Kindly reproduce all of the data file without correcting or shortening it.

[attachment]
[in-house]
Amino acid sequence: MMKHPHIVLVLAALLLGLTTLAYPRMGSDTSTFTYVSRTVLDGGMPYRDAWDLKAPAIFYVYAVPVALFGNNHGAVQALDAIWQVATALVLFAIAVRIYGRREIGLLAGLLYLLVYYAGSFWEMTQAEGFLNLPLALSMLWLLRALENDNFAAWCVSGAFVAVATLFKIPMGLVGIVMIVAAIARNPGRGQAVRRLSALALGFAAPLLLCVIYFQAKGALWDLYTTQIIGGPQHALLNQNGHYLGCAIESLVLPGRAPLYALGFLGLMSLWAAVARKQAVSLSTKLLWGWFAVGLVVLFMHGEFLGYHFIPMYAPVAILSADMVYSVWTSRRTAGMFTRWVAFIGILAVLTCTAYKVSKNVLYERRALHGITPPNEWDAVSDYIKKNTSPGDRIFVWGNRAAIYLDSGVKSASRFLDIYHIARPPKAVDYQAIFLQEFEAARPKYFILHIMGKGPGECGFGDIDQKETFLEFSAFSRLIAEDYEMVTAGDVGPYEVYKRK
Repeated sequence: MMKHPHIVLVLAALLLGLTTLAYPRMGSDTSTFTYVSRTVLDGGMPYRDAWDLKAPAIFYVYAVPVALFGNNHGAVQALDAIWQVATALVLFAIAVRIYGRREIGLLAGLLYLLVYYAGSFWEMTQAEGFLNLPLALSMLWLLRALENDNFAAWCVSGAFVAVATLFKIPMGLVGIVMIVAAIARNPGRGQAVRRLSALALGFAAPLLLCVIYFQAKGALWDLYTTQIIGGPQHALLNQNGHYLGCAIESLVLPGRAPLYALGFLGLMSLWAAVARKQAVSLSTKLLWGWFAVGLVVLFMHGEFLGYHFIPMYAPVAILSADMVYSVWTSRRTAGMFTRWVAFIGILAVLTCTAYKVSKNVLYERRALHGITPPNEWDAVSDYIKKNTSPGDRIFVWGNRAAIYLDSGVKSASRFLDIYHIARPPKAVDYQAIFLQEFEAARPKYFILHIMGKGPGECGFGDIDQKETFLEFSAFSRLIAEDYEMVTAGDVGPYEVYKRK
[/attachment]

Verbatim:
[in-house]
Amino acid sequence: MMKHPHIVLVLAALLLGLTTLAYPRMGSDTSTFTYVSRTVLDGGMPYRDAWDLKAPAIFYVYAVPVALFGNNHGAVQALDAIWQVATALVLFAIAVRIYGRREIGLLAGLLYLLVYYAGSFWEMTQAEGFLNLPLALSMLWLLRALENDNFAAWCVSGAFVAVATLFKIPMGLVGIVMIVAAIARNPGRGQAVRRLSALALGFAAPLLLCVIYFQAKGALWDLYTTQIIGGPQHALLNQNGHYLGCAIESLVLPGRAPLYALGFLGLMSLWAAVARKQAVSLSTKLLWGWFAVGLVVLFMHGEFLGYHFIPMYAPVAILSADMVYSVWTSRRTAGMFTRWVAFIGILAVLTCTAYKVSKNVLYERRALHGITPPNEWDAVSDYIKKNTSPGDRIFVWGNRAAIYLDSGVKSASRFLDIYHIARPPKAVDYQAIFLQEFEAARPKYFILHIMGKGPGECGFGDIDQKETFLEFSAFSRLIAEDYEMVTAGDVGPYEVYKRK
Repeated sequence: MMKHPHIVLVLAALLLGLTTLAYPRMGSDTSTFTYVSRTVLDGGMPYRDAWDLKAPAIFYVYAVPVALFGNNHGAVQALDAIWQVATALVLFAIAVRIYGRREIGLLAGLLYLLVYYAGSFWEMTQAEGFLNLPLALSMLWLLRALENDNFAAWCVSGAFVAVATLFKIPMGLVGIVMIVAAIARNPGRGQAVRRLSALALGFAAPLLLCVIYFQAKGALWDLYTTQIIGGPQHALLNQNGHYLGCAIESLVLPGRAPLYALGFLGLMSLWAAVARKQAVSLSTKLLWGWFAVGLVVLFMHGEFLGYHFIPMYAPVAILSADMVYSVWTSRRTAGMFTRWVAFIGILAVLTCTAYKVSKNVLYERRALHGITPPNEWDAVSDYIKKNTSPGDRIFVWGNRAAIYLDSGVKSASRFLDIYHIARPPKAVDYQAIFLQEFEAARPKYFILHIMGKGPGECGFGDIDQKETFLEFSAFSRLIAEDYEMVTAGDVGPYEVYKRK